In branding, when it’s obvious, it might not always be right. I recently read an article from the July August 2011 Harvard Business Review, entitled “The Color Pink is Bad for Fighting Breast Cancer“.
According to the research, women are less likely to believe that they will get breast cancer, and less likely to donate to breast cancer research when they are exposed to the colour pink as compared to exposure to neutral colours.
Stefano Puntoni, the lead researcher, believes that this is because the gender cues in pink signal a threat to women. Breast cancer is threatening to a woman’s self-image as “a woman”, therefore we want to avoid any reminder of this threat.
On the surface, most marketers would believe that Breast Cancer’s “Think Pink” campaign creates a strong emotional bond, improving brand loyalty and increasing the likelihood of action. But in this case, it doesn’t work, mainly because the emotion is too strong.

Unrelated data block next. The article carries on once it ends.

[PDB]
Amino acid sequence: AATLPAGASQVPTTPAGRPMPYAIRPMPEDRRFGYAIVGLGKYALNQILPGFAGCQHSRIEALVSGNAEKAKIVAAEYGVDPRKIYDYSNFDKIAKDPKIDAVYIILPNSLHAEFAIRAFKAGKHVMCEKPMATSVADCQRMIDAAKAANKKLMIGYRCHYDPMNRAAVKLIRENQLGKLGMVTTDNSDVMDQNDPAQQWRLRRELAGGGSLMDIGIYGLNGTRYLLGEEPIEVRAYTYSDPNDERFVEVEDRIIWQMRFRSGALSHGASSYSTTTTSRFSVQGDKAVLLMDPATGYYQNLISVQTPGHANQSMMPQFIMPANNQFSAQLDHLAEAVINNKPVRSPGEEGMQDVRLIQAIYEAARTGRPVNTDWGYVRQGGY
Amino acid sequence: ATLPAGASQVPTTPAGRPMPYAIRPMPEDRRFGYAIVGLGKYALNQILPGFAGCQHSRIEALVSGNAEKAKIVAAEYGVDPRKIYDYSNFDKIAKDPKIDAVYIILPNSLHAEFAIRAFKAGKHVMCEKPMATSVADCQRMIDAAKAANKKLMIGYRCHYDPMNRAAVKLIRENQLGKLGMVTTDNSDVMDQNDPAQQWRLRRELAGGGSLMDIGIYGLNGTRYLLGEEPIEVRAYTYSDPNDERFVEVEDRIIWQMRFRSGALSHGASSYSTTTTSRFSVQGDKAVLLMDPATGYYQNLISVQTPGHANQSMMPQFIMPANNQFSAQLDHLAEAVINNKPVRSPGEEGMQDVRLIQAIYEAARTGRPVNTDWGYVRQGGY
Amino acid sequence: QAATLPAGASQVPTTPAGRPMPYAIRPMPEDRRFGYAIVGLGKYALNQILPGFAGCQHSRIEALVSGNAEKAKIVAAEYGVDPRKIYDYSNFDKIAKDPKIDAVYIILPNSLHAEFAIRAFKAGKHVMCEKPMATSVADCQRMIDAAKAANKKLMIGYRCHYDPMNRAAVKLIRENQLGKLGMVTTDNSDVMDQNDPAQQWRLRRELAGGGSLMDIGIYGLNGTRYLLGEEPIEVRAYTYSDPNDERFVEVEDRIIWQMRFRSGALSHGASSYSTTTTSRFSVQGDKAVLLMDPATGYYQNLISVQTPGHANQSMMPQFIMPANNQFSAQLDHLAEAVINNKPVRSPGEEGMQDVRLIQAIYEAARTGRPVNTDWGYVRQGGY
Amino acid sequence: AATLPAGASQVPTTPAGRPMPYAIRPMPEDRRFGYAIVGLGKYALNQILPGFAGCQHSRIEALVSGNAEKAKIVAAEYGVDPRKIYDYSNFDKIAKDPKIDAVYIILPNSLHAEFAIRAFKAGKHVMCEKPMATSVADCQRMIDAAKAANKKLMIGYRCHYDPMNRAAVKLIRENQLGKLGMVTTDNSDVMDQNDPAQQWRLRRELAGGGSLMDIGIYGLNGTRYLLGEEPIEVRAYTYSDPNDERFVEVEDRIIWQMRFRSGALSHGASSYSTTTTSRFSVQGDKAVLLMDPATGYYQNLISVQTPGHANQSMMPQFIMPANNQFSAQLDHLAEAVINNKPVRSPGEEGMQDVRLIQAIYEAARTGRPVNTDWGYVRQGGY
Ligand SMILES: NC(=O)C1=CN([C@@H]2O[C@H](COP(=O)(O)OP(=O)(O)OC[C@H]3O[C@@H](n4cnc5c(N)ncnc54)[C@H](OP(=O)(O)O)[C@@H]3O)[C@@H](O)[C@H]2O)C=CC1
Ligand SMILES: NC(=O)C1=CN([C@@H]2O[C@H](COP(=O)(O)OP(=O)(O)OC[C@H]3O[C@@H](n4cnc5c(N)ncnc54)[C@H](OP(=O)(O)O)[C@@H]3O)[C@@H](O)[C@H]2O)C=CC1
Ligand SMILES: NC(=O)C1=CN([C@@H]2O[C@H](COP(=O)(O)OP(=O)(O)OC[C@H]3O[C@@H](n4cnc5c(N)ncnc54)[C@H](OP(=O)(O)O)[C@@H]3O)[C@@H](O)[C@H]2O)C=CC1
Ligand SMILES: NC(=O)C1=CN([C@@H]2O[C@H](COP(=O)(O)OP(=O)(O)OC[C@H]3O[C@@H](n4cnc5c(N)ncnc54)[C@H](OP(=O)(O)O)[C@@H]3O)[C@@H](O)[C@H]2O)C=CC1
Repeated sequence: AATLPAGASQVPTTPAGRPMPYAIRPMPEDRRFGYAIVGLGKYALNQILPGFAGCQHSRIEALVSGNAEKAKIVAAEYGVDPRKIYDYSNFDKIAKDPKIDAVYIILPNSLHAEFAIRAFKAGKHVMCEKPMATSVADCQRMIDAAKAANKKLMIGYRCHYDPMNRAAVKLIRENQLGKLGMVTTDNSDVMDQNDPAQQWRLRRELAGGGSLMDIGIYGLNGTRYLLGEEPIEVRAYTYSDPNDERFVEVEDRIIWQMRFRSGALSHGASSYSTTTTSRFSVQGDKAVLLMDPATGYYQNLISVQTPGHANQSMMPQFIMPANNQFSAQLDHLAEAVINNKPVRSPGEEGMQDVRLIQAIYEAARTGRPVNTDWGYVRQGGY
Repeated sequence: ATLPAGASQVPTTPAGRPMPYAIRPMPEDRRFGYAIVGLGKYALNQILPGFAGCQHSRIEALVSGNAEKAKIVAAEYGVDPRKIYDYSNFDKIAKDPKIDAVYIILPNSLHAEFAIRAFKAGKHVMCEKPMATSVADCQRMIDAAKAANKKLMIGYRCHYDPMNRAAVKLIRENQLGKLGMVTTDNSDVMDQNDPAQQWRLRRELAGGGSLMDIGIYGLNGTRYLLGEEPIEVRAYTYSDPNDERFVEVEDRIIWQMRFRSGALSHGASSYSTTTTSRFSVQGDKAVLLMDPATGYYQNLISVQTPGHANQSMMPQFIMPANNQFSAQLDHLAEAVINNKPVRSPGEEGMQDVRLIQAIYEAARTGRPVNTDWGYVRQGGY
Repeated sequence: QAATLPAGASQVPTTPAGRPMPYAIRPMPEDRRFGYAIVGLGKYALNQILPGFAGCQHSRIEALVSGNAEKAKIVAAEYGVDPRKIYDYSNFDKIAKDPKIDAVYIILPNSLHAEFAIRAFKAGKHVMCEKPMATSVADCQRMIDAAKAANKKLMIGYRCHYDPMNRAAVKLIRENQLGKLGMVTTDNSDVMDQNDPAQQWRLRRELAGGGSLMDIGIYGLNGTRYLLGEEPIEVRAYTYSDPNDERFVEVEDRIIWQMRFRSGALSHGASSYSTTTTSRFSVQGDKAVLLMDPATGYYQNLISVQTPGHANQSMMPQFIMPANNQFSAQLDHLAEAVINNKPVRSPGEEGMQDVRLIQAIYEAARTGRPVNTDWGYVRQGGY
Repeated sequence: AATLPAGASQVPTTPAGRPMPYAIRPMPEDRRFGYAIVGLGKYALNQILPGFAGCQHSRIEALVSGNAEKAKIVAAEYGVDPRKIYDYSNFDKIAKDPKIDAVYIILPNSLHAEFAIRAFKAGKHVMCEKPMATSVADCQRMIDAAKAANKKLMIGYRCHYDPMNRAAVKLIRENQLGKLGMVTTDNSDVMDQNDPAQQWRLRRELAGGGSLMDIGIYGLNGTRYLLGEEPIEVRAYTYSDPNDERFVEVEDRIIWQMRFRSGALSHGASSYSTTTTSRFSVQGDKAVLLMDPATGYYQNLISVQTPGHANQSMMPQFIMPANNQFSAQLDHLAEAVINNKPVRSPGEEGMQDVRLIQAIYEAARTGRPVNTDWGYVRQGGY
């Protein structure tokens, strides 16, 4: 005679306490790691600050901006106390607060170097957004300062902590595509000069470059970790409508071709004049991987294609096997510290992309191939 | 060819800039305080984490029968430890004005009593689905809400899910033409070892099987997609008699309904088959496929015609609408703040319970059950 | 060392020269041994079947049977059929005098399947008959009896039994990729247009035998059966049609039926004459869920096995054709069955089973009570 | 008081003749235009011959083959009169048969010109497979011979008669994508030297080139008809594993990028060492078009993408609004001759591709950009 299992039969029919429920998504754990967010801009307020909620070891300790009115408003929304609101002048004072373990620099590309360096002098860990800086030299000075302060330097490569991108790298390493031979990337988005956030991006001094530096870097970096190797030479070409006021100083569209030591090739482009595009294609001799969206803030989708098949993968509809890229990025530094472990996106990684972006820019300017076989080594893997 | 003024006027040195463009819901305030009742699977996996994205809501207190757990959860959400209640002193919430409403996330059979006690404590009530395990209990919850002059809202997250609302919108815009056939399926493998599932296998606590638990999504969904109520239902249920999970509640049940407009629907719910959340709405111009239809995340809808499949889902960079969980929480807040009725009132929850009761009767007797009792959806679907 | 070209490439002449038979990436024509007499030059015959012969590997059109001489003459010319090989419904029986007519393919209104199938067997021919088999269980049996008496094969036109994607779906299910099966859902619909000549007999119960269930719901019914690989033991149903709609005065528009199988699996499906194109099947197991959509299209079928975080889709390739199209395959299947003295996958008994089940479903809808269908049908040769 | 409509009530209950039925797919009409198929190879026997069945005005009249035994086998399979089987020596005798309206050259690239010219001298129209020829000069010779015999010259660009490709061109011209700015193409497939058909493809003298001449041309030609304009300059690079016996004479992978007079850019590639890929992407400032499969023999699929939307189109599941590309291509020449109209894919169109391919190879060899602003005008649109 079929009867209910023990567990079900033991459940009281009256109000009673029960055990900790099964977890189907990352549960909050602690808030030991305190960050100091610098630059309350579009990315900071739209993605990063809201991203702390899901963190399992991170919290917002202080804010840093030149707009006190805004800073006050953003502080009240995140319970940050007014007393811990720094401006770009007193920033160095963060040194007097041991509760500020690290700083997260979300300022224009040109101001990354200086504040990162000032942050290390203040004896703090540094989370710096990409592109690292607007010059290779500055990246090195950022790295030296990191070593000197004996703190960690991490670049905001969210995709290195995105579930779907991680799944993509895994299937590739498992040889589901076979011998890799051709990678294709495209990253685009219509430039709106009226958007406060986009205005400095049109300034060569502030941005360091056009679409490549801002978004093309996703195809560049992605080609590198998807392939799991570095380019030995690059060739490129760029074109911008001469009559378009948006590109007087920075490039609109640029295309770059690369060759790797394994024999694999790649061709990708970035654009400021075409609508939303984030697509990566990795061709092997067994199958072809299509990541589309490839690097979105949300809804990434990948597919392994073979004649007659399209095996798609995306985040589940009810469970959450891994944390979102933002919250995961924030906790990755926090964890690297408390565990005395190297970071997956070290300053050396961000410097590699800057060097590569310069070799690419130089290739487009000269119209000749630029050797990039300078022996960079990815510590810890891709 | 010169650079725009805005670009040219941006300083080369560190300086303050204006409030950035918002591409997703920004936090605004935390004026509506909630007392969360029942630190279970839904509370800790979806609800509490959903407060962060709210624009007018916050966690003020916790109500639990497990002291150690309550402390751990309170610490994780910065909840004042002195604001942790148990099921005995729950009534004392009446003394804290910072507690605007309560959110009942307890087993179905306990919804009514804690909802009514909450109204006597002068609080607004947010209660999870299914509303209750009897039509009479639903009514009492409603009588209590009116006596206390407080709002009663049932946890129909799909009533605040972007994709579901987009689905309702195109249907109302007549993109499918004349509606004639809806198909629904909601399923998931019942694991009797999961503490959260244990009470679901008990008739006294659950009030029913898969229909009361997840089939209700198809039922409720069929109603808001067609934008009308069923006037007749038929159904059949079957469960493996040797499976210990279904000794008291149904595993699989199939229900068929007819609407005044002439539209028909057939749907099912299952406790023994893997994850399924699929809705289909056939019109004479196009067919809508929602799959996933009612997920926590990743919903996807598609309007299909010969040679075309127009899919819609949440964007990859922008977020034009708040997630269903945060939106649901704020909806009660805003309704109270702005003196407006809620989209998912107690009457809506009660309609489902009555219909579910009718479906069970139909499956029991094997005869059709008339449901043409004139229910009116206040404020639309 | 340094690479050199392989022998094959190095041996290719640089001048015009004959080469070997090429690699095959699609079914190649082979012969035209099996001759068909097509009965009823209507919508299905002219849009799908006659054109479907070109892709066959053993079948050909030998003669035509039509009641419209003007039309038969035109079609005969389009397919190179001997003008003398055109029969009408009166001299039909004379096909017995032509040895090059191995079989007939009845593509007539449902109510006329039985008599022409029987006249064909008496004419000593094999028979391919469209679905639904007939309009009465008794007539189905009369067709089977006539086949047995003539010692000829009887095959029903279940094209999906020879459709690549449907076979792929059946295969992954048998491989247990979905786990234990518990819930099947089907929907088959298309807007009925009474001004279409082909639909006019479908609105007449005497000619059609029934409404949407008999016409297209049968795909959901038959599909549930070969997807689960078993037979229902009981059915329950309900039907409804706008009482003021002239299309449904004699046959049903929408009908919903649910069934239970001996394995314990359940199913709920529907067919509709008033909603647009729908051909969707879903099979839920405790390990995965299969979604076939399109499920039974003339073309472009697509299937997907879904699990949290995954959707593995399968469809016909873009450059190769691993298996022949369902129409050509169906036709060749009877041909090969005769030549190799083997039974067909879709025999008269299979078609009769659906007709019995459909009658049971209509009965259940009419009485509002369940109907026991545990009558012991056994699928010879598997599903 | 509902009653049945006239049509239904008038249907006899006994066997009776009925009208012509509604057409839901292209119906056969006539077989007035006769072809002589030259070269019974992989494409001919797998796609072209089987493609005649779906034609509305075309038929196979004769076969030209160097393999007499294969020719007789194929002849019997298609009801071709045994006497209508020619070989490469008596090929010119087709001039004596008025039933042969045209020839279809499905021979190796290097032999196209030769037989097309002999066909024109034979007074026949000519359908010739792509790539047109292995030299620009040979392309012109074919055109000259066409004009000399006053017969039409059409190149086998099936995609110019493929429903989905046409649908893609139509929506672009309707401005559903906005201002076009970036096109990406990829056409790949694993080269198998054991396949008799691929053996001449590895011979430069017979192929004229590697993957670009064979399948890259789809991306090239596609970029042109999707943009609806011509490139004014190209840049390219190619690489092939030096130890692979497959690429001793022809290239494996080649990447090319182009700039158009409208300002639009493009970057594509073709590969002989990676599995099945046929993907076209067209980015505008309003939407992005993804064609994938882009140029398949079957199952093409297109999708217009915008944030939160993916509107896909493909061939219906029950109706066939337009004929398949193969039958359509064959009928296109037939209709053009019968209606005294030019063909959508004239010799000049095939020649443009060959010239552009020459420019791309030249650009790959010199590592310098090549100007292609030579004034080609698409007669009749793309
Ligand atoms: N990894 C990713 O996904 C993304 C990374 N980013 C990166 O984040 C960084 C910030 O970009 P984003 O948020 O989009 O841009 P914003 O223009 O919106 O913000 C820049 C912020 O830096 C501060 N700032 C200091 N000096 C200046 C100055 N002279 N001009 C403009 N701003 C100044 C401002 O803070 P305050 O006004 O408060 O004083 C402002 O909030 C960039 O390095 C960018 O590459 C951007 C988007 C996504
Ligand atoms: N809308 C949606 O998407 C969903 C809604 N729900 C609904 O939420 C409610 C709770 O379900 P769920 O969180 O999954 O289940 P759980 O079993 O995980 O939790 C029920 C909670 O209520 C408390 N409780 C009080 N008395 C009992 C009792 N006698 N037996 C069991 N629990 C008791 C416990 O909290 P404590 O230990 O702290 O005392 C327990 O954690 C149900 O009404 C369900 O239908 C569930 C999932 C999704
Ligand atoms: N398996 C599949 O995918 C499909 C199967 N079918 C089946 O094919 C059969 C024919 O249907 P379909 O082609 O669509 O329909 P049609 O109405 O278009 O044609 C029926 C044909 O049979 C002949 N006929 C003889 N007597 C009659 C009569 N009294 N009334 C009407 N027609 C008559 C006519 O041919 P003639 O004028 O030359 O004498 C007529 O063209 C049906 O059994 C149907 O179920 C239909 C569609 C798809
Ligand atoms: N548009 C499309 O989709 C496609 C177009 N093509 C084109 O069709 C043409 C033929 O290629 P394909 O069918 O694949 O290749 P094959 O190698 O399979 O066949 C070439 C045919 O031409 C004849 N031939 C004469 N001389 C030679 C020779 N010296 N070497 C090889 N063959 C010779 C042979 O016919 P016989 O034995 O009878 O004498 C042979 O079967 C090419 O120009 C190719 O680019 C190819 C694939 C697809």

What are the lessons here?
First, understand how the consumer relates to the product, service or cause in a deep, empathetic way. The fact that empathy is on the decline among the millennial generation is of concern to the future of marketing.
Second, test the elements of your brand identity against control concepts to be confident you aren’t accidentally triggering an unexpected response.
Third, question your assumptions about self-evident, common sense ideas.
Brand identities are complicated. They are influenced both by organizations that manage them and by consumer perception. They are not always what they seem. Thinking deeply and carefully about our brands is critical to developing effective brands that achieve our objectives.
So the next time someone proposes the obvious, think carefully before jumping on the band wagon. Just because it’s obvious, doesn’t mean it’s right.